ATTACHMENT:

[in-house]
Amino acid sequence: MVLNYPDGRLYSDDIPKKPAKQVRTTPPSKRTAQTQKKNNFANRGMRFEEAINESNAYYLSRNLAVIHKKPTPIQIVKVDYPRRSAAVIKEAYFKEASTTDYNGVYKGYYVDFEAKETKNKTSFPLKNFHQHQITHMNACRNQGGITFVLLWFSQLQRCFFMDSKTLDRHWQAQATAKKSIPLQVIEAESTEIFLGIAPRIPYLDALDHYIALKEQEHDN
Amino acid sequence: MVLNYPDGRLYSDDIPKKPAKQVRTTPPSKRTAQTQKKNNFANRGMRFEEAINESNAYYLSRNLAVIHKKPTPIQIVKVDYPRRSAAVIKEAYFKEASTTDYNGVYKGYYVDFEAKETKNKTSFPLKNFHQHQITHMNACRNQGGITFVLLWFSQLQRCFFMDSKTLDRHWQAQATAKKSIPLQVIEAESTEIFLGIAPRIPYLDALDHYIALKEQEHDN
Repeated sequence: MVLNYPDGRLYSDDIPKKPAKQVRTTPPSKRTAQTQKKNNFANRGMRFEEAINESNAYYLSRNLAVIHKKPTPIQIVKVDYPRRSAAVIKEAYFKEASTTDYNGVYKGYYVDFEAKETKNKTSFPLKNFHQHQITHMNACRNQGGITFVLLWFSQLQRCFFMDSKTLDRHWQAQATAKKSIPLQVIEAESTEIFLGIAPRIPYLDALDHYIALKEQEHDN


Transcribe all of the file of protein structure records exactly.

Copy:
[in-house]
Amino acid sequence: MVLNYPDGRLYSDDIPKKPAKQVRTTPPSKRTAQTQKKNNFANRGMRFEEAINESNAYYLSRNLAVIHKKPTPIQIVKVDYPRRSAAVIKEAYFKEASTTDYNGVYKGYYVDFEAKETKNKTSFPLKNFHQHQITHMNACRNQGGITFVLLWFSQLQRCFFMDSKTLDRHWQAQATAKKSIPLQVIEAESTEIFLGIAPRIPYLDALDHYIALKEQEHDN
Amino acid sequence: MVLNYPDGRLYSDDIPKKPAKQVRTTPPSKRTAQTQKKNNFANRGMRFEEAINESNAYYLSRNLAVIHKKPTPIQIVKVDYPRRSAAVIKEAYFKEASTTDYNGVYKGYYVDFEAKETKNKTSFPLKNFHQHQITHMNACRNQGGITFVLLWFSQLQRCFFMDSKTLDRHWQAQATAKKSIPLQVIEAESTEIFLGIAPRIPYLDALDHYIALKEQEHDN
Repeated sequence: MVLNYPDGRLYSDDIPKKPAKQVRTTPPSKRTAQTQKKNNFANRGMRFEEAINESNAYYLSRNLAVIHKKPTPIQIVKVDYPRRSAAVIKEAYFKEASTTDYNGVYKGYYVDFEAKETKNKTSFPLKNFHQHQITHMNACRNQGGITFVLLWFSQLQRCFFMDSKTLDRHWQAQATAKKSIPLQVIEAESTEIFLGIAPRIPYLDALDHYIALKEQEHDN